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Knight at the Movies: The Battery (2012)

Monday, October 20th, 2014 | Posted by eeknight

GregBunburyTheBatteryMoviePosterAs Black Gate‘s resident oddball zombie movie reviewer (Honest! John O’Neill did it in style of Mad Men‘s Roger Sterling, he did a Jedi hand wave and anointed me thus) I have to say a little bit about the ultra-low budget 2012 movie The Battery.

The zombie movie has reached the arthouse at last. And the arthouse loved it, this micro-budget film won numerous awards.

Now don’t get me wrong, I love a traditional zombie movie as much as the next fan. I have a soft spot in my heart for 2008′s Day of the Dead, despite such howlers as the assertion that zombie Bud is safe because he was a vegetarian in life, as though that moral choice trumps thousands of years of cultural conditioning toward a similar moral choice against cannibalism.

But back to The Battery. Filmed on a budget of $6000, writer/director Jeremy Gardner put together a horror film that delivers the most entertainment per budget dollar since Blair Witch Project – though I expect The Battery, while not as original as that legendary effort, will prove more enjoyable on the re-watch.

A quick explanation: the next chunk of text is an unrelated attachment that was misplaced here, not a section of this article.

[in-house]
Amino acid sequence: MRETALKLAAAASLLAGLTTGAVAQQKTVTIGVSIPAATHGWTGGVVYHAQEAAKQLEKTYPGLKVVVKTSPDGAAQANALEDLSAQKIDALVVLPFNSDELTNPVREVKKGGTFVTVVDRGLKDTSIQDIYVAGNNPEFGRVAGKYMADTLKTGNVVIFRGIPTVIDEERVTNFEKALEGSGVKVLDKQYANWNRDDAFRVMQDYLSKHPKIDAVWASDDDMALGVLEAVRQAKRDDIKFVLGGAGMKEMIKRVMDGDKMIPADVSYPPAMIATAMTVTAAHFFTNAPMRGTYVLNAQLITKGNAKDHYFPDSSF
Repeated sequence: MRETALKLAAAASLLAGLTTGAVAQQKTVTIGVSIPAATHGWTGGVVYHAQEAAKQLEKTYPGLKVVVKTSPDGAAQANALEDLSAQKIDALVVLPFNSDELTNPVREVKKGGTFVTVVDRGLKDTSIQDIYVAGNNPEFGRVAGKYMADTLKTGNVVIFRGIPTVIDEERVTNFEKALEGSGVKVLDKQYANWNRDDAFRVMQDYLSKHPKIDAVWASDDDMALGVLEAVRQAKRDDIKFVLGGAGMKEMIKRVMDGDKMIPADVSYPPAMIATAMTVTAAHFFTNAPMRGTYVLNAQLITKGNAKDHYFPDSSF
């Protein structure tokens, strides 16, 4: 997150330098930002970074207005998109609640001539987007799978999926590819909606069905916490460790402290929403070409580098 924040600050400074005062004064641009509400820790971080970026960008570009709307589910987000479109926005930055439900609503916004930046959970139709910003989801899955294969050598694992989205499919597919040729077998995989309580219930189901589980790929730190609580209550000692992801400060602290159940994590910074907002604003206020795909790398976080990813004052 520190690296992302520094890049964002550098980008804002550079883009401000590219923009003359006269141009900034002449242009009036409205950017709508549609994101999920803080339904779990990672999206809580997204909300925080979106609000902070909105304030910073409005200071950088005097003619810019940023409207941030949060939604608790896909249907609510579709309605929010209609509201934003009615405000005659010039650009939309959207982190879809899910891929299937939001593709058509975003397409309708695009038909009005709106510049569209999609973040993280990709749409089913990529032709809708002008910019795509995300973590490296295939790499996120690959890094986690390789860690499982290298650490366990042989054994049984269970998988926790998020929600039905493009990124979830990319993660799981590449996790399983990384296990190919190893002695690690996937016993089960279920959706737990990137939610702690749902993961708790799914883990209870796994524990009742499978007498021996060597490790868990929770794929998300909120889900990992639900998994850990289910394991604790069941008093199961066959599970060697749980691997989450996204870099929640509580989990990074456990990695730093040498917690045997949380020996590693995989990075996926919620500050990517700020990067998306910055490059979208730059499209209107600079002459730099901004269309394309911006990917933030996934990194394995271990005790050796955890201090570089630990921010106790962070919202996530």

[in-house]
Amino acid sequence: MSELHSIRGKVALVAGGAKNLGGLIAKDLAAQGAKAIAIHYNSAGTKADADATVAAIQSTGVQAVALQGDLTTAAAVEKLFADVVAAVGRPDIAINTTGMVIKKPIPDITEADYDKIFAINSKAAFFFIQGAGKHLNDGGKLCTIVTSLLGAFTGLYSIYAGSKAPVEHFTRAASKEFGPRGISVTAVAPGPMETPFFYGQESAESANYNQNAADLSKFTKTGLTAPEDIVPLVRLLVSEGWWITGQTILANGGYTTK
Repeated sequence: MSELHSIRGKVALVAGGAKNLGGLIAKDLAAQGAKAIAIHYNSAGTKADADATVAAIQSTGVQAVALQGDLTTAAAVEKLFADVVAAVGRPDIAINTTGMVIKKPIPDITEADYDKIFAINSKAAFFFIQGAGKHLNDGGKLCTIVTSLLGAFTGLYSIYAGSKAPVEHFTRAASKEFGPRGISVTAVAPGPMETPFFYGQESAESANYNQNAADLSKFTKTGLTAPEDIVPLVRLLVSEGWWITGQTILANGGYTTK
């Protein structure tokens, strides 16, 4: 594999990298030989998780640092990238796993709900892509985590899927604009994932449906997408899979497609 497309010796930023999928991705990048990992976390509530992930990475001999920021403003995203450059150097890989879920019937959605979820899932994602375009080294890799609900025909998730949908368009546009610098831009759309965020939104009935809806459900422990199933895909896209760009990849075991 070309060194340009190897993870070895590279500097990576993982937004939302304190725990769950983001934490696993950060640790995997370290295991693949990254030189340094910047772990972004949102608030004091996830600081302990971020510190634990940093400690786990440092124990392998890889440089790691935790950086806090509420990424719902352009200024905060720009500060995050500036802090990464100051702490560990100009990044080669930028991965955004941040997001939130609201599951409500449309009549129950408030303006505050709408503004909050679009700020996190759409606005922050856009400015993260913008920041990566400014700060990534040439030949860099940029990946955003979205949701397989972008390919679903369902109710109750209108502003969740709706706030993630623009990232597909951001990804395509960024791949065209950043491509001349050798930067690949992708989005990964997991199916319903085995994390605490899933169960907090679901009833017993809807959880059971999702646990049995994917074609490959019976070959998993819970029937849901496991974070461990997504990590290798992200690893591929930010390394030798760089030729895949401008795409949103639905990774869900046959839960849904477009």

Its strengths are the same as Romero’s original Night of the Living Dead: a limited budget means you have to spend your time on character and tension. Without money for a lot of extras in zombie makeup to be featured more than briefly, you have to make do with the sounds of zombies outside the windows, which is creepier anyway.

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Re-reading Michael Moorcock’s The History of The Runestaff: What I Missed the First Time Around

Saturday, October 18th, 2014 | Posted by Connor Gormley

The History of The Runestaff UK omnibus-smallI don’t do re-reads, not often anyway. I’m usually too busy fighting neo-Nazis in the far future and wrestling dinosaurs on Mars. (You know, normal, everyday sort of stuff.) I decided to make an exception for The History of the Runestaff, however, mostly because I realized I had been recommending the thing to friends for years, but hadn’t touched it since I was twelve, when one of my friends dug the omnibus edition out of some weird corner in our school’s library, plopped it into my hands and mumbled something about multiple universes.

I remember staring, wide-eyed, at the thing, fascinated; the Conan covers might have been brutal and bloody and prominently featured big burly men, but this was strange, this was something different entirely; its pulsing yellows and light greens were alien, steeped in the psychedelia of the sixties (which, as the inside of the book told me, was when the books were written), it completely dashed away my expectations, crushed them under an iron-clad boot, made my little eyes wide. It contrasted brilliantly with the pulsing purples and browns and blacks of the Conan covers, its swirling surrealism was as far away from Frazetta as I had been.